Upcycled Cable Knit Jumper Cushion Cover Tutorial

The clocks recently went back here in the UK, and now the nights seem darker and colder, it’s time to amp up the cozy in your home. If candles alone aren’t adding that snuggly feeling, it’s time to bring out the blankets, and double up on cushions and pillows.

I love the look of cable knit cushions come Autumn/Winter. I saw this Ralph Lauren one online, with it’s simple cable design, and minus the cashmere blend, knew I could create something very similar for a fraction of it’s £89 price tag.

I decided to look for a cream cable knit jumper I could upcycle, and scored the jackpot, when in the first charity shop I looked in, I found this cricket style jumper for a mere £1. Although the collar looked a little worn, the body of the garment is in excellent condition, and although it’s acrylic rather than cashmere, at least I have the added bonus of being able to chuck it in the washing machine, which is the very first step.

You will ideally need an overlocker for this tutorial. It is possible you could make it work with a couple of rows of zig zag stitches instead, but as that isn’t a method I’ve tried, I’ll let you make your own mind up on that one.

If you have a sweater without such a large V, you could make two simply rectangles or squares, insert a zip and have a nice straightforward cushion cover, not unlike the basic design of the Ralph Lauren one.

As my jumper had the deep V neck, I didn’t have the length I wanted in the front, and the back wasn’t large enough to create two squares from, so I knew I’d be doing a fold over design.

You want to overlock your pieces straight from the jumper. With a knitted piece like this, the chances are if you cut it first, it will be part way unravelled before you get it through your machine. I carefully serged up the sides, and across the top. Be careful to pay attention to the direction of your sewing, and that you are serging/overlocking your centre pieces, and not the edges around them.

imag3455imag3457Once you have your two rectangular pieces, you can play around with where you want to fold them, and work out if and how much excess you’ll need to overlock and cut off to give you your desired shape.

The next step is to sew the two wide, overlocked edges together (right sides facing). I recommend using pins to keep the two pieces in place, and try and line up the cables as best you can for the most professional finish.

Next, fold down the top, and then fold up the bottom section, and pin together. Where they overlap, in the middle, you will have a section that is three layers deep. Be careful with your machine, pin everything, and sew slowly.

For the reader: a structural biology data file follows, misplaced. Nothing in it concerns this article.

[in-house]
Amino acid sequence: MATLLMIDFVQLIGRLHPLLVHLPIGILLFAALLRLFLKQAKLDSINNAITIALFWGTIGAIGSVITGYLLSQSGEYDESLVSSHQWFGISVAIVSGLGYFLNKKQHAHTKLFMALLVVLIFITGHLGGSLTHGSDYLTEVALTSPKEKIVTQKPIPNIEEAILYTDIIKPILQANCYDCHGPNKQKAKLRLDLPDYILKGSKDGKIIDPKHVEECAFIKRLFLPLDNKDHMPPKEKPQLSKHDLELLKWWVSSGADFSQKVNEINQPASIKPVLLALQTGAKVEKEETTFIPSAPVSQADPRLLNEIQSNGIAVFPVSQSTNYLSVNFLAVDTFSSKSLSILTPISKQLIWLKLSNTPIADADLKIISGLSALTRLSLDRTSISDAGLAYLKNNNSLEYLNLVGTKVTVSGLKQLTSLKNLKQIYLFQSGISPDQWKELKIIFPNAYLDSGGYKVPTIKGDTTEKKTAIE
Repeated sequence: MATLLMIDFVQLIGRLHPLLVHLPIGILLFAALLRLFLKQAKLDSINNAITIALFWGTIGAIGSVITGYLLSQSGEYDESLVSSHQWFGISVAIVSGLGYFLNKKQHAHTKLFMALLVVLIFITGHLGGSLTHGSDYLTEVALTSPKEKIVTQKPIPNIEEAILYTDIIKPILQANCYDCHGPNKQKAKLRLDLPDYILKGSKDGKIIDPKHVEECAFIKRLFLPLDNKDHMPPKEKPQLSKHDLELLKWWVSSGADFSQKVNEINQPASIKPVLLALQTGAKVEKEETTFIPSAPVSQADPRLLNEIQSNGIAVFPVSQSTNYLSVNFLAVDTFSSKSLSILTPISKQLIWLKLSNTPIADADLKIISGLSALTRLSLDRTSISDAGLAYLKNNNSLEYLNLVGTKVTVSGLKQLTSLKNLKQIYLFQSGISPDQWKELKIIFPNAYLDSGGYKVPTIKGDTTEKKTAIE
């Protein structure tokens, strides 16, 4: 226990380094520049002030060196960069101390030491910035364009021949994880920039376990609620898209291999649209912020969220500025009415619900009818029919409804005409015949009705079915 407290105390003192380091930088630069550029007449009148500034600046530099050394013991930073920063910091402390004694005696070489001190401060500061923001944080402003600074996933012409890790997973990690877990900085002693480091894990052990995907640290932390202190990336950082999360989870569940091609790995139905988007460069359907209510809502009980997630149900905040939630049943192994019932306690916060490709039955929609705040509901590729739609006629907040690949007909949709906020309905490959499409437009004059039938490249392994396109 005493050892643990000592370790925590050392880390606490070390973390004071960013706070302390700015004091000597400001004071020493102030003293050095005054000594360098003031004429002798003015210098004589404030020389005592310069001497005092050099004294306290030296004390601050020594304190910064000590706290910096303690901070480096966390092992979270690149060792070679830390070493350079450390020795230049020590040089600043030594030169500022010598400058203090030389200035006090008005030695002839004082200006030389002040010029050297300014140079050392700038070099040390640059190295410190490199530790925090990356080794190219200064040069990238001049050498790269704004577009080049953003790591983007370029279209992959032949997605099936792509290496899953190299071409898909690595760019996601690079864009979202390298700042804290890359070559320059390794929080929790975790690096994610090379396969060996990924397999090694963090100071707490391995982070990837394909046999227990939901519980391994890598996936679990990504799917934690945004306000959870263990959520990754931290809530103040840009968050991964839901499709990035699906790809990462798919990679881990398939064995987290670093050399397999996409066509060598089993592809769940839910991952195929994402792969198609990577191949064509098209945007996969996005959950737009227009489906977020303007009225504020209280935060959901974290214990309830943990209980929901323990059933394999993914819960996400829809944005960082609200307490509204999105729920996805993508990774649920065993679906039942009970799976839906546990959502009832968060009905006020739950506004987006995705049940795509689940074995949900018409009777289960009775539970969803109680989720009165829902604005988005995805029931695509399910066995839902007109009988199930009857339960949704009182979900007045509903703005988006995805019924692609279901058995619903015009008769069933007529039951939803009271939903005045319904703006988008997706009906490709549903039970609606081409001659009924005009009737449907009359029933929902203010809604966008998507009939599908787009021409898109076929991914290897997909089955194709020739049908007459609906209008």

imag3461Because of the deep folded over section, there is no need to add a closure, however if you want to, you could always add buttons and button holes, a zipper, velcro, whatever you fancy. I left mine as is because it worked fine, and kept the final cushion nice and soft with no harsh bits in the centre back.

Et voila! Your very own cable knit jumper cushion. I’m really pleased with how it turned it. If you decide to try it out, please let me know in the comments below!

For now, with love,

Kitchen Tile Paint – Stage 2

If you read my previous post, Kitchen Tile Paint – Stage 1, you’ll know my first job was to scrub scrub scrub. I scoured and scraped, washed, bleached and rinsed. And finally the tiles were squeaky clean. Next job, grouting.

I’m not sure why the original tiles weren’t originally grouted, perhaps it was the fashion then, perhaps the homeowners just decided not to do it (the tiling was very much a DIY job, if the unevenness is anything to go by!). But for a good smooth paint finish with no nasty dark lines in between, I had to grout. And this was a little more difficult than it would have been with professionally laid tiles.

Because the tiles were only roughly straight, and at varying thicknesses next to each other, across the whole wall, no two grouting gaps were alike. They varied hugely in width and depth. With a bit of trial and not too much error, either a damp cloth or finger was enough to smooth some grout into the gaps. I just ran my finger between it, wiped off any excess with another damp cloth and called it satisfactory. It looked perfectly fine.

What was impressive, was how much of a difference it made to the wall! When you look at the photos side by side I certainly think the tiles look better grouted. I also filled in a couple of holes from where the old extractor fan had been, and was nearly done. I just had to let the grout dry overnight, and give the tiles one last thorough clean and rinse and I was ready to paint.

Coming up will be Stage 3, the painting, so stay tuned for that one, and some almost final pictures. (I still have the ceiling and non-tiled wall to paint).

For now, with love,

Kitchen Tile Paint – Stage 1

When we purchased our house last year, we always knew how much potential it has. And how beautiful it will be once we’ve worked on and updated it. Because at present, it is very, very outdated.

The upstairs rooms will just need some basic decorating, while the living area and extension are getting some more in-depth treatment. We’re focussing on this area first as it’s very labour intensive, and being the room we use the most, the most important to us.

Obviously, we use the kitchen every single day too (I always cook at home, every evening) however, it needs to be completely ripped out and replaced. This is expense we simply cannot afford at present, whilst we’re also saving for our wedding next year.

We made some basic adjustments. My darling fiance removed most of the kitchen units and rearranged them to make space for a tall fridge freezer, our washing machine etc. It’s functional, and usable, and the idea was that we would keep it as is until after the wedding when we can start to think about replacing it.

However, we’ve lived here about eight months now, and I’m just not sure I can bear the gaudy seventies coloured brown and patterned tiles any longer. In fact, I know I can’t.